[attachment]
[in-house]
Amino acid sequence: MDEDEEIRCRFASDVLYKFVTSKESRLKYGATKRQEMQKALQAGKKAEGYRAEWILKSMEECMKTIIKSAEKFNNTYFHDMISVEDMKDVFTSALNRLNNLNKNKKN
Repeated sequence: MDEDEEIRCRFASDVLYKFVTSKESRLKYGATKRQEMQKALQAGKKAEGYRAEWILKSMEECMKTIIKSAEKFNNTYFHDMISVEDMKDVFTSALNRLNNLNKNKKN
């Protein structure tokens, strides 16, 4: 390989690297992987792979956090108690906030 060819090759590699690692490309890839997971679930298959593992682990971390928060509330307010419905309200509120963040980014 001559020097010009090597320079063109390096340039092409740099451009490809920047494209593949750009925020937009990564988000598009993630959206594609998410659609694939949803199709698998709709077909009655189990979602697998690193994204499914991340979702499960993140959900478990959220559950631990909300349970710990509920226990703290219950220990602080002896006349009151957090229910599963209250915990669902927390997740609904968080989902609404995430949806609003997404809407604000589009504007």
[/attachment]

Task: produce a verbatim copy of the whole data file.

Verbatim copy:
[in-house]
Amino acid sequence: MDEDEEIRCRFASDVLYKFVTSKESRLKYGATKRQEMQKALQAGKKAEGYRAEWILKSMEECMKTIIKSAEKFNNTYFHDMISVEDMKDVFTSALNRLNNLNKNKKN
Repeated sequence: MDEDEEIRCRFASDVLYKFVTSKESRLKYGATKRQEMQKALQAGKKAEGYRAEWILKSMEECMKTIIKSAEKFNNTYFHDMISVEDMKDVFTSALNRLNNLNKNKKN
């Protein structure tokens, strides 16, 4: 390989690297992987792979956090108690906030 060819090759590699690692490309890839997971679930298959593992682990971390928060509330307010419905309200509120963040980014 001559020097010009090597320079063109390096340039092409740099451009490809920047494209593949750009925020937009990564988000598009993630959206594609998410659609694939949803199709698998709709077909009655189990979602697998690193994204499914991340979702499960993140959900478990959220559950631990909300349970710990509920226990703290219950220990602080002896006349009151957090229910599963209250915990669902927390997740609904968080989902609404995430949806609003997404809407604000589009504007």